Endemic Jeffrey pine beetle associates: Beetle/mite fungal dissemination strategies and interactions that may influence beetle population levels
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Microorganisms. 9: 1641.
Fungal and mite associates may drive changes in bark beetle populations, and mechanisms constraining beetle irruptions may be hidden in endemic populations. We characterized common fungi of endemic-level Jeffrey pine beetle (JPB) in western USA and analyzed their dissemination by JPB (maxillae and fecal pellet) and fungivorous mites to identify if endogenous regulation drove the population. We hypothesized that: (1) as in near-endemic mountain pine beetle populations, JPB’s mutualistic fungus would either be less abundant in endemic than in non-endemic populations or that another fungus may be more prevalent; (2) JPB primarily transports its mutualistic fungus, while its fungivorous mites primarily transport another fungus, and (3) based on the prevalence of yeasts in bark beetle symbioses, that a mutualistic interaction with blue-stain fungi present in that system may exist. Grosmannia clavigera was the most frequent JPB symbiont; however, the new here reported antagonist, Ophiostoma minus, was second in frequency. As hypothesized, JPB mostly carried its mutualist fungus while another fungus (i.e., antagonistic) was mainly carried by mites, but no fungal transport was obligate. Furthermore, we found a novel mutualistic interaction between the yeast Kuraishia molischiana and G. clavigera which fostered a growth advantage at temperatures associated with beetle colonization.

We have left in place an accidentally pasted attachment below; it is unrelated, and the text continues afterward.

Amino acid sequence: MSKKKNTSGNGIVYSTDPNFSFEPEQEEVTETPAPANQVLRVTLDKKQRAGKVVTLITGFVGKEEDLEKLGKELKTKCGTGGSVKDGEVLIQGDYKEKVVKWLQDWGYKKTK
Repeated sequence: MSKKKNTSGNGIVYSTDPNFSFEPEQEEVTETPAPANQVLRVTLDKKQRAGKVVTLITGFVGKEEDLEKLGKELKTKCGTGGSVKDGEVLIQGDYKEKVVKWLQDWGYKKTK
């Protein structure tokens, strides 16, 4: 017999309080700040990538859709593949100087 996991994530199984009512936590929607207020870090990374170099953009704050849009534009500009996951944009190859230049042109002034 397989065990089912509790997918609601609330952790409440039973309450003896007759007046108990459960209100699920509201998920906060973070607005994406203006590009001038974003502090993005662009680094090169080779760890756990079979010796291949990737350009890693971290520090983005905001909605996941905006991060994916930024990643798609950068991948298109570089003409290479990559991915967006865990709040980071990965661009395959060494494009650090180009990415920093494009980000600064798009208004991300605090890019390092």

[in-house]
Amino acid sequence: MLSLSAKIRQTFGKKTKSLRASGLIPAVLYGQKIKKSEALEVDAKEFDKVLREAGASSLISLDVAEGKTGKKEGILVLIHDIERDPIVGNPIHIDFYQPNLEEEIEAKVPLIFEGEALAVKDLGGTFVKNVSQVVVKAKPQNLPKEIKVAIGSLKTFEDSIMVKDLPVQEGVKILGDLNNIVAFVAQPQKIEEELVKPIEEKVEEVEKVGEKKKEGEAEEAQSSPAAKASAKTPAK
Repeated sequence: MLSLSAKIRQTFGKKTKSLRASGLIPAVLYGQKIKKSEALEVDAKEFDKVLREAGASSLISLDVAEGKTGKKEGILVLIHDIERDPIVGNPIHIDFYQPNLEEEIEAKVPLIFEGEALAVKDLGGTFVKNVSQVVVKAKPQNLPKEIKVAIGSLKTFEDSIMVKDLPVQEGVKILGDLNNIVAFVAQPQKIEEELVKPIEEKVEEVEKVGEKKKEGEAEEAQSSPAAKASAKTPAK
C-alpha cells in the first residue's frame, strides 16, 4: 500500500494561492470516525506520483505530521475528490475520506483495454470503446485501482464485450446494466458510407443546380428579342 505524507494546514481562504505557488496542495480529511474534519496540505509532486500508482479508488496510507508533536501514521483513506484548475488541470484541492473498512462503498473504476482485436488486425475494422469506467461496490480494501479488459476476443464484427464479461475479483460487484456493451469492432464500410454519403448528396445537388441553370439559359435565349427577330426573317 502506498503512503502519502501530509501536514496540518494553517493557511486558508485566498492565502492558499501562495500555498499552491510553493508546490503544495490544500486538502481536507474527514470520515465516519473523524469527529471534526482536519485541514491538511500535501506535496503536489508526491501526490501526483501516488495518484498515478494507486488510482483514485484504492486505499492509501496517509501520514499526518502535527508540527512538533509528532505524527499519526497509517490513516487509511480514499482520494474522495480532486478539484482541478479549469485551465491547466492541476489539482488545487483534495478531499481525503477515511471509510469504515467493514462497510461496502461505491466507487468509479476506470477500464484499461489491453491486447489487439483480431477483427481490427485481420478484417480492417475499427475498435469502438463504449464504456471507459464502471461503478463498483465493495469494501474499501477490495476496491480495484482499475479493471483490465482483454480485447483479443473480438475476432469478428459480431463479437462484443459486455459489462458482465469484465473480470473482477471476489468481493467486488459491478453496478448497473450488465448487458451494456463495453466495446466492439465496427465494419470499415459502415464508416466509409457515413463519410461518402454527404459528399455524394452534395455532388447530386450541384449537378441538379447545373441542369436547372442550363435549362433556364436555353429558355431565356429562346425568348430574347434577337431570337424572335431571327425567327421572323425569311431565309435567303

Keywordsmutualist; antagonist; blue-stain fungus; fungal biome; population regulation
Mercado, Javier E.; Ortiz-Santana, Beatriz; Kay, Shannon L. 2021. Endemic Jeffrey pine beetle associates: Beetle/mite fungal dissemination strategies and interactions that may influence beetle population levels. Microorganisms. 9: 1641. https://doi.org/10.3390/microorganisms9081641.